Here's Ben Brantley's (somewhat mixed) review of Harvey Fierstein in Fiddler, from today's New York Times:
An Exotic Tevye in Old Anatevka
By BEN BRANTLEY
A kazoo has joined the music makers of the placid Broadway revival of "Fiddler on the Roof" at the Minskoff Theater. From the moment it sounds its first word, Harvey Fierstein's voice causes an entire audience to prick up its ears in the manner of a dog startled by a sharp whistle.
Heard not so long ago issuing from the plus-size form of Edna Turnblad, the agoraphobic housewife in the musical "Hairspray," Mr. Fierstein's voice is one of the most distinctive in theater, belonging to the legend-making league of those of Carol Channing and Glynis Johns. And though a kazoo is what it most often brings to mind, it also variously evokes a congested saxophone, wind in a bottle and echoes from a crypt. It is, in a way, its own multicolored show. Whether it fits comfortably into the little Russian village of Anatevka, where "Fiddler" is set, is another issue.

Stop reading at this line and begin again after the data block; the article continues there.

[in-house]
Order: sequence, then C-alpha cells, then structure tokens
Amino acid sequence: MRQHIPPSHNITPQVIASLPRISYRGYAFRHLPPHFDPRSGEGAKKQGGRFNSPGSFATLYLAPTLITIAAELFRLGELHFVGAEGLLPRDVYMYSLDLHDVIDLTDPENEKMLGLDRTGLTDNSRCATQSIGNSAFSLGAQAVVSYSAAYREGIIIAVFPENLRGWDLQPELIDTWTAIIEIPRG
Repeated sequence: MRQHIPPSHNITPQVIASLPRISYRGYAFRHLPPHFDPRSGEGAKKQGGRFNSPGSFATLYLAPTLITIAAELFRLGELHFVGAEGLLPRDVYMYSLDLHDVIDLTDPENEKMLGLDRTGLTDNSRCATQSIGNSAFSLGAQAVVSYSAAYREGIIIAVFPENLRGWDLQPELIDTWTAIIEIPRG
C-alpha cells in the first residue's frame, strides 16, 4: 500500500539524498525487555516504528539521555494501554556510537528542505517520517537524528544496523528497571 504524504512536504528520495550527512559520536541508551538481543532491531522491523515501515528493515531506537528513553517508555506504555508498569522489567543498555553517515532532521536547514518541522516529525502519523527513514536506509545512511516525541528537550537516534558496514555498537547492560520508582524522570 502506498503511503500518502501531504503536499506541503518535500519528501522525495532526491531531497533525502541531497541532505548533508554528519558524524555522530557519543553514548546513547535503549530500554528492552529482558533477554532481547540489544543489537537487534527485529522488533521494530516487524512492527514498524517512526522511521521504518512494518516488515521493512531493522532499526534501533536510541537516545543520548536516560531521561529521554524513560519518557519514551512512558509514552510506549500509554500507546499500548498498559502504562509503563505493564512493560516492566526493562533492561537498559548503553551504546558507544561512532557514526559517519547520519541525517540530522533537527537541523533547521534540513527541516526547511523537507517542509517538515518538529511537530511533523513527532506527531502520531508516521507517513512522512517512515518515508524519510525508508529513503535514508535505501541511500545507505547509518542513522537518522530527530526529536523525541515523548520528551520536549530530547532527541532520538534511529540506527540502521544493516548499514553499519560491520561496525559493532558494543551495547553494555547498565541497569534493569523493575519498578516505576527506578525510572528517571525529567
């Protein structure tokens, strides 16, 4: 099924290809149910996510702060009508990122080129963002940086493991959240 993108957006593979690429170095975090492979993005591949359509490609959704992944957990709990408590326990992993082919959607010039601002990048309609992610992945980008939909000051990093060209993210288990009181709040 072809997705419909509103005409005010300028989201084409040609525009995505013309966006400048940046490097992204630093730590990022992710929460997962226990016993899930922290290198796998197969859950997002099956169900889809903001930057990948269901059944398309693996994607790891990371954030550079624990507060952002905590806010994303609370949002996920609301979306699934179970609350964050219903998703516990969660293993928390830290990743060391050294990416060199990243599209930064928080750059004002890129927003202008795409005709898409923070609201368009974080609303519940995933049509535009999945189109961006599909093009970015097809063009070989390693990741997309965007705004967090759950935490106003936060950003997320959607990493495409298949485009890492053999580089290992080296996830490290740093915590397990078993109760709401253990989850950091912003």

When David Leveaux's production of this much-loved, much-performed 40-year-old musical of life on a Jewish shtetl first opened last February, it was notable principally for its elegant, autumnal set (by Tom Pye) and its anesthetizing blandness. In the central role of Tevye the milkman, a part created in 1964 by Zero Mostel, the usually excellent Alfred Molina seemed sad, tentative and often absent. The whole show appeared to suffer from a similar lack of engagement with its material.
Mr. Leveaux, the fashionable London director behind the Broadway revivals of "Nine" and Tom Stoppard's "Jumpers," may have been aiming for a tone of lyrical lament, of a goodbye to a folkloric way of life about to disappear. But it has always been the robustness as well as the sentimentality of Jerry Bock's and Sheldon Harnick's songs and Joseph Stein's book that has made "Fiddler" such an enduring favorite. Led by the somnambulistic Mr. Molina, and a bizarrely chic Randy Graff as Tevye's wife, Golde, Mr. Leveaux's interpretation sometimes barely had a pulse.